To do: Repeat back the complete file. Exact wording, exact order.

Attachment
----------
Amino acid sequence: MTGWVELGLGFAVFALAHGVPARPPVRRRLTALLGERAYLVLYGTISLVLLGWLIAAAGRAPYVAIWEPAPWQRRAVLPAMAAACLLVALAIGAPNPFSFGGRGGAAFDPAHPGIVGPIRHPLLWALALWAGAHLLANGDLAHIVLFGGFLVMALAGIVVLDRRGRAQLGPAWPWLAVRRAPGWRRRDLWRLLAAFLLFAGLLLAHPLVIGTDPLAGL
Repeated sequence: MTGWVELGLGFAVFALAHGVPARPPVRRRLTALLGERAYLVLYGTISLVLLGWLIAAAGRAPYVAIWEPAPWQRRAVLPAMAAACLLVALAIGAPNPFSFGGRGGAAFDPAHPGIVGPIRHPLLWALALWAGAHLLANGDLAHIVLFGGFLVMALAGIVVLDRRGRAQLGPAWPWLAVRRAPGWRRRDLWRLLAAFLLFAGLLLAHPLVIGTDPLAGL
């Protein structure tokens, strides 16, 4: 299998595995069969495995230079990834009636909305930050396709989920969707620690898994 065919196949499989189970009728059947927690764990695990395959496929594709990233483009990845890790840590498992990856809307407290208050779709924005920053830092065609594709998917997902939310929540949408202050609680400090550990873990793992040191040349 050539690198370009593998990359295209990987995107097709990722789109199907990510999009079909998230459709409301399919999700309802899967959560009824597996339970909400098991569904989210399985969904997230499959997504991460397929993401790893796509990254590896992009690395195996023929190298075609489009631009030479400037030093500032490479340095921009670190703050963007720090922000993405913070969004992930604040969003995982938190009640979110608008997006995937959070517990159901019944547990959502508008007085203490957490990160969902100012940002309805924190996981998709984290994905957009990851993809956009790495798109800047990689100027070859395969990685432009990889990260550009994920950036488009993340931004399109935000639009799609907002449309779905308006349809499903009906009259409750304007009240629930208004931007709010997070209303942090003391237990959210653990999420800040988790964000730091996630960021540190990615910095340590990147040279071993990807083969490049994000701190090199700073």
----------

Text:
Amino acid sequence: MTGWVELGLGFAVFALAHGVPARPPVRRRLTALLGERAYLVLYGTISLVLLGWLIAAAGRAPYVAIWEPAPWQRRAVLPAMAAACLLVALAIGAPNPFSFGGRGGAAFDPAHPGIVGPIRHPLLWALALWAGAHLLANGDLAHIVLFGGFLVMALAGIVVLDRRGRAQLGPAWPWLAVRRAPGWRRRDLWRLLAAFLLFAGLLLAHPLVIGTDPLAGL
Repeated sequence: MTGWVELGLGFAVFALAHGVPARPPVRRRLTALLGERAYLVLYGTISLVLLGWLIAAAGRAPYVAIWEPAPWQRRAVLPAMAAACLLVALAIGAPNPFSFGGRGGAAFDPAHPGIVGPIRHPLLWALALWAGAHLLANGDLAHIVLFGGFLVMALAGIVVLDRRGRAQLGPAWPWLAVRRAPGWRRRDLWRLLAAFLLFAGLLLAHPLVIGTDPLAGL
């Protein structure tokens, strides 16, 4: 299998595995069969495995230079990834009636909305930050396709989920969707620690898994 065919196949499989189970009728059947927690764990695990395959496929594709990233483009990845890790840590498992990856809307407290208050779709924005920053830092065609594709998917997902939310929540949408202050609680400090550990873990793992040191040349 050539690198370009593998990359295209990987995107097709990722789109199907990510999009079909998230459709409301399919999700309802899967959560009824597996339970909400098991569904989210399985969904997230499959997504991460397929993401790893796509990254590896992009690395195996023929190298075609489009631009030479400037030093500032490479340095921009670190703050963007720090922000993405913070969004992930604040969003995982938190009640979110608008997006995937959070517990159901019944547990959502508008007085203490957490990160969902100012940002309805924190996981998709984290994905957009990851993809956009790495798109800047990689100027070859395969990685432009990889990260550009994920950036488009993340931004399109935000639009799609907002449309779905308006349809499903009906009259409750304007009240629930208004931007709010997070209303942090003391237990959210653990999420800040988790964000730091996630960021540190990615910095340590990147040279071993990807083969490049994000701190090199700073």